An artistic tour de force. Thatís Fantasia in a nutshell. It doesnít quite encapsulate the utter mastery of animation in the way that its namesake did over seventy years ago, but it remains a compelling bit of eye candy in its own way. During a performance, your silhouette is projected at the bottom of the screen; your hands glitter with pixie dust and each successful gesture results in a radiant burst of light from the active hand. This leads to a sense of player involvement that Iím not sure has been so palpably felt. Gesture prompts are illustrated well and timed accurately with the music, and though thereís a slight delay between your movements and those of your on-screen counterpart, the illusion is no less powerful.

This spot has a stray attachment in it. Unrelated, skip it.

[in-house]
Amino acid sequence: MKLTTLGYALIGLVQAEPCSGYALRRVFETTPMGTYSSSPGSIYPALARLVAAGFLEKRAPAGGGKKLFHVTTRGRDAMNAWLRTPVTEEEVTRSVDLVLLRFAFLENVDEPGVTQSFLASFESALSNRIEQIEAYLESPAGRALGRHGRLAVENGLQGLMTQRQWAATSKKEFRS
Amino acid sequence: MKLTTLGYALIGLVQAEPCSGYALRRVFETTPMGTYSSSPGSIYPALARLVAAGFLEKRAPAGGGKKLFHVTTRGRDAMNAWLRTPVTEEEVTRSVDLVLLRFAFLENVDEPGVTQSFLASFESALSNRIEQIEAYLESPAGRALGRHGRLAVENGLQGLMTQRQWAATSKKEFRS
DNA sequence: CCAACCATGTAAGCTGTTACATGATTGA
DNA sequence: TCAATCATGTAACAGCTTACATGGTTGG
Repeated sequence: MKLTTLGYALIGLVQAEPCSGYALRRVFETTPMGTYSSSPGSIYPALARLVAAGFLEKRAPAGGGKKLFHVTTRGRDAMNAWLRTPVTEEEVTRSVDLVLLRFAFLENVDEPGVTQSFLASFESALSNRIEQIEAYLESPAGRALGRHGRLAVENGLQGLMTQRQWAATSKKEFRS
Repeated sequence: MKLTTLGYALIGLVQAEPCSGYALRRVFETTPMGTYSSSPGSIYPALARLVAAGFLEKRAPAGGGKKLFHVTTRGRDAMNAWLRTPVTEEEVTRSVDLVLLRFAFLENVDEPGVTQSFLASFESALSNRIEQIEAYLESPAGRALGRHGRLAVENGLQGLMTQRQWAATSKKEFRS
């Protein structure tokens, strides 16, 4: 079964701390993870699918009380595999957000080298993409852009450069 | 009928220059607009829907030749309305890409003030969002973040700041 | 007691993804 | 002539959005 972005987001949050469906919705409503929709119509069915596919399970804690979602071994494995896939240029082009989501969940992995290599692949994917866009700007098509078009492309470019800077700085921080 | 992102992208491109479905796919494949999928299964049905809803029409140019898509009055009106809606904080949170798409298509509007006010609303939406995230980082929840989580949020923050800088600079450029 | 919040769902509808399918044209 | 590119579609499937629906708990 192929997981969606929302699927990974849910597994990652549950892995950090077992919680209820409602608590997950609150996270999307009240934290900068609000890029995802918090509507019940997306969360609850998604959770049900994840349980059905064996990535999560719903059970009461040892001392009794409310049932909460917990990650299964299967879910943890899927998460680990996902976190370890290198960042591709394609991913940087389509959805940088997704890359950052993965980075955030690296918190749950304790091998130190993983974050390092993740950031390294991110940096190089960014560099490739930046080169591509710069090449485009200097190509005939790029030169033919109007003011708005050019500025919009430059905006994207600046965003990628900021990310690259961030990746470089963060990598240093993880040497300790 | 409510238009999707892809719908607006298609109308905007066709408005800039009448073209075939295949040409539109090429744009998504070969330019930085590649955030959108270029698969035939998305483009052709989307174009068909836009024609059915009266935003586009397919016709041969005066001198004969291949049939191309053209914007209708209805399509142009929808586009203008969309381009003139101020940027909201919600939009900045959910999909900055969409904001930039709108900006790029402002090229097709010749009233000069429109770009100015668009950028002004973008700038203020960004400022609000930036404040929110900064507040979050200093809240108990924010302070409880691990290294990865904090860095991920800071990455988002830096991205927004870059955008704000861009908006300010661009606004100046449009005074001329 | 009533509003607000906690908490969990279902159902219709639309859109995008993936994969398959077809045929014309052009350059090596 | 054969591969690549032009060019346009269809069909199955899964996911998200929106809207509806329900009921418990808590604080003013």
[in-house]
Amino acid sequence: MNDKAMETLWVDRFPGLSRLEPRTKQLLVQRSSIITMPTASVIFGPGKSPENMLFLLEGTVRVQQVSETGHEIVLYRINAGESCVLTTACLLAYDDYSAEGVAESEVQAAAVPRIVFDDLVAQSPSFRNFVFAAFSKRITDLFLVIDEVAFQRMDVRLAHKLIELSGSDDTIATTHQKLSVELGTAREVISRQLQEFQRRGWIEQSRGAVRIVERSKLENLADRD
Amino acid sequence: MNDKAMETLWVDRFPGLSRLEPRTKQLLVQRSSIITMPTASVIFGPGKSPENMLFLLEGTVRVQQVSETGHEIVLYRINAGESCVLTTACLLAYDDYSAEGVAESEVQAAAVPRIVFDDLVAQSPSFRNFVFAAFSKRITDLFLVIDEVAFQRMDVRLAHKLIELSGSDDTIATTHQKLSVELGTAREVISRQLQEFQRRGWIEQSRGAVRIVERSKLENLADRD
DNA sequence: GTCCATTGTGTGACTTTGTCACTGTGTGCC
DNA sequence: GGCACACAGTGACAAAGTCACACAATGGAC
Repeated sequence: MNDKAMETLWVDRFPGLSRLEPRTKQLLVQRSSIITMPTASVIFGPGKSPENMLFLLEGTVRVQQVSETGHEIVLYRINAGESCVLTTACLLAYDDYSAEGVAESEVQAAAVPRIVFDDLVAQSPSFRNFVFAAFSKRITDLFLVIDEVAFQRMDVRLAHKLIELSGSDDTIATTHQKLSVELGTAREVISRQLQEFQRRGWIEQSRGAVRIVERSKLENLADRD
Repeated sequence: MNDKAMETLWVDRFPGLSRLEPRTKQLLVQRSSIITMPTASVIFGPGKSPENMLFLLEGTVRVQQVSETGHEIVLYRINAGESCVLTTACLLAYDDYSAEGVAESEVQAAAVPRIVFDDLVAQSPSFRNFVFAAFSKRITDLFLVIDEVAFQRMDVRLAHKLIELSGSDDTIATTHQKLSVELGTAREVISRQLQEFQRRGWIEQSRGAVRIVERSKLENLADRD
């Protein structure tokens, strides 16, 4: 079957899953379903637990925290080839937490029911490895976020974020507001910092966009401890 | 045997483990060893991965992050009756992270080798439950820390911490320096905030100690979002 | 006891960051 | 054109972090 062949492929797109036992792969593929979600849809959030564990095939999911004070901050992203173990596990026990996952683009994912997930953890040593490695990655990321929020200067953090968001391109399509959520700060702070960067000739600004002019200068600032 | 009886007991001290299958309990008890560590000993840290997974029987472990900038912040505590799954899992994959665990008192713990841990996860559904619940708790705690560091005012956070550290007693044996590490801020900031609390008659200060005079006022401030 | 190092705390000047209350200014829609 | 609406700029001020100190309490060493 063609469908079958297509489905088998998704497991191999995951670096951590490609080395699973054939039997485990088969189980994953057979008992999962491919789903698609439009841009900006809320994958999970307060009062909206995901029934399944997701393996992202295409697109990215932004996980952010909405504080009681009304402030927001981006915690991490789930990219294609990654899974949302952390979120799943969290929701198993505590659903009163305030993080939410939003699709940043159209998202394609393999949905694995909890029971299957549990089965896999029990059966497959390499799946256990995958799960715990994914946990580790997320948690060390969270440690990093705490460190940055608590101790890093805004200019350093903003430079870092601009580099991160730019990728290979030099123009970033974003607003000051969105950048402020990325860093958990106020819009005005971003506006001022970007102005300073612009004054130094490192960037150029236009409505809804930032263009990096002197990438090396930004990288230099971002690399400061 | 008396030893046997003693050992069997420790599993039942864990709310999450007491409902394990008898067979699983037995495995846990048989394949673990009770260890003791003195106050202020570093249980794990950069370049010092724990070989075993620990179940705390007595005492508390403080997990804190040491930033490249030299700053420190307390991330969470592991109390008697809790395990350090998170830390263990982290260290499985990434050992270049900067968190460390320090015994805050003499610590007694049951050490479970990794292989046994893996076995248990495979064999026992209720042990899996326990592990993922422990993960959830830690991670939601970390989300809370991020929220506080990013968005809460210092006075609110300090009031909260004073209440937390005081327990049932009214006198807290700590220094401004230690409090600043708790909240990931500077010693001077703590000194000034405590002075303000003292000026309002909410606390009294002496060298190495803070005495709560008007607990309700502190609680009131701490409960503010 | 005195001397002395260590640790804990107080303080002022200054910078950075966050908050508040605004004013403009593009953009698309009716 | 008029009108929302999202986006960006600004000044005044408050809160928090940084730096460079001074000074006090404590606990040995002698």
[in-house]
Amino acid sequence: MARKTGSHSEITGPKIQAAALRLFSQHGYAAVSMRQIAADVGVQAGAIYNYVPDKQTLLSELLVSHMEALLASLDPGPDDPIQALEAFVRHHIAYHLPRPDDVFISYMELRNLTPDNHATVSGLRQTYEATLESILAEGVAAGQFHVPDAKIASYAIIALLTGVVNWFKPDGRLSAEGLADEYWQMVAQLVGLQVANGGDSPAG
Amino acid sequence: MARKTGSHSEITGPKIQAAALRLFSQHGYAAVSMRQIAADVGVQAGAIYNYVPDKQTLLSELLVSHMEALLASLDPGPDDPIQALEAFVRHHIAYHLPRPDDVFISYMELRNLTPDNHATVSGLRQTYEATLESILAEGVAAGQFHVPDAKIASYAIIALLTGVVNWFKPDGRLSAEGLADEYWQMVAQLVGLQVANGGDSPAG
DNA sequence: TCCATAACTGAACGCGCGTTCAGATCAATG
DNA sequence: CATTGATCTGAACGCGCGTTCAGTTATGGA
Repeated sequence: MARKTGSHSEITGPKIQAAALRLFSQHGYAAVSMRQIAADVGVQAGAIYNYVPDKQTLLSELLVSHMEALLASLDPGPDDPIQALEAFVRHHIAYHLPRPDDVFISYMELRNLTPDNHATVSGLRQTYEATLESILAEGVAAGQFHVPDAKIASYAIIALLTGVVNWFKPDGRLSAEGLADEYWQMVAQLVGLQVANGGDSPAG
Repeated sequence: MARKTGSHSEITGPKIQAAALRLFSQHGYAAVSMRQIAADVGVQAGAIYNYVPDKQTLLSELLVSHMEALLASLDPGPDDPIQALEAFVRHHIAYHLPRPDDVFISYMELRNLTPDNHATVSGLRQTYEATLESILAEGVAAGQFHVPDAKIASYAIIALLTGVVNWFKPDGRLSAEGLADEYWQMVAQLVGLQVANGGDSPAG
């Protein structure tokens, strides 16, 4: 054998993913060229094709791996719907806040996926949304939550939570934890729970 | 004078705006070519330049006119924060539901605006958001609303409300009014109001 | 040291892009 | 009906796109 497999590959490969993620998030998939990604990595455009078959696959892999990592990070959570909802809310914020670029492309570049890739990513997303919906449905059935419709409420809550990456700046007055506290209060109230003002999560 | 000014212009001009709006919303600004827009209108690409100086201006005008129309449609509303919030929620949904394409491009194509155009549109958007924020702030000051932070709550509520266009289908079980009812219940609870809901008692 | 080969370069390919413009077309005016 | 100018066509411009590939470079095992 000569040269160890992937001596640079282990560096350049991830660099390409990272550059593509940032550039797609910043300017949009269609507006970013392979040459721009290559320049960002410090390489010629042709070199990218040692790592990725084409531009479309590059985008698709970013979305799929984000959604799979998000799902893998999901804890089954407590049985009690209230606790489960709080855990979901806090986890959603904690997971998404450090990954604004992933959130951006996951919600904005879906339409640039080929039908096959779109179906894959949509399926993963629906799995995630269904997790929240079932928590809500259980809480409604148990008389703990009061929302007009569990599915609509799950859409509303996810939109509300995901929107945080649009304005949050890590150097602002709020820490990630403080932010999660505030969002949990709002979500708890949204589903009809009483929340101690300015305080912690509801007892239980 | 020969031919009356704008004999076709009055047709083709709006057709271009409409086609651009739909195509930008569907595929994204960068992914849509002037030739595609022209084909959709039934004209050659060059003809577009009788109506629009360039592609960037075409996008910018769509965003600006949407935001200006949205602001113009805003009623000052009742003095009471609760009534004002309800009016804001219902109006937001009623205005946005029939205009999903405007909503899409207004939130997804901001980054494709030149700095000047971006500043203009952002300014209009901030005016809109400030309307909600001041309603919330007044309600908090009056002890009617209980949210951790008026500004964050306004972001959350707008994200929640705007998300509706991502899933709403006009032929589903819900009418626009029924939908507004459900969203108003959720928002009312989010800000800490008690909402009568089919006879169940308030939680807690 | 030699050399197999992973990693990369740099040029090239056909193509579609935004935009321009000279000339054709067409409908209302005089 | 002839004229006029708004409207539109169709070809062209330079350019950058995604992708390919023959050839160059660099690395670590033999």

In games like Fantasia, in which sound is nearly everything, this is where the game is made or broken. Of course, this is a Harmonix game weíre talking about, so it absolutely makes the game. The soundtrack may be the most diverse Iíve seen since the original DJ Hero, and while a lot of it boils down to personal taste, theyíve done a brilliant job of adapting each song to this particular style of play. More impressive is the two additional remixes that can be eventually accessed mid-performance. I never thought I would be able to appreciate an electronica version of the White Stripesí "Seven Nation Army" or a metal remix of "Bohemian Rhapsody." For me, the low point of the game is to be expected; Disneyís involvement with this game means some of the talent theyíve been pushing for years is bound to show up. Imagine my excitement when I found a series of downloadable songs in the game case only to find out that theyíre from the likes of Demi Lovato and OneRepublic. But whatever. Free is free, right?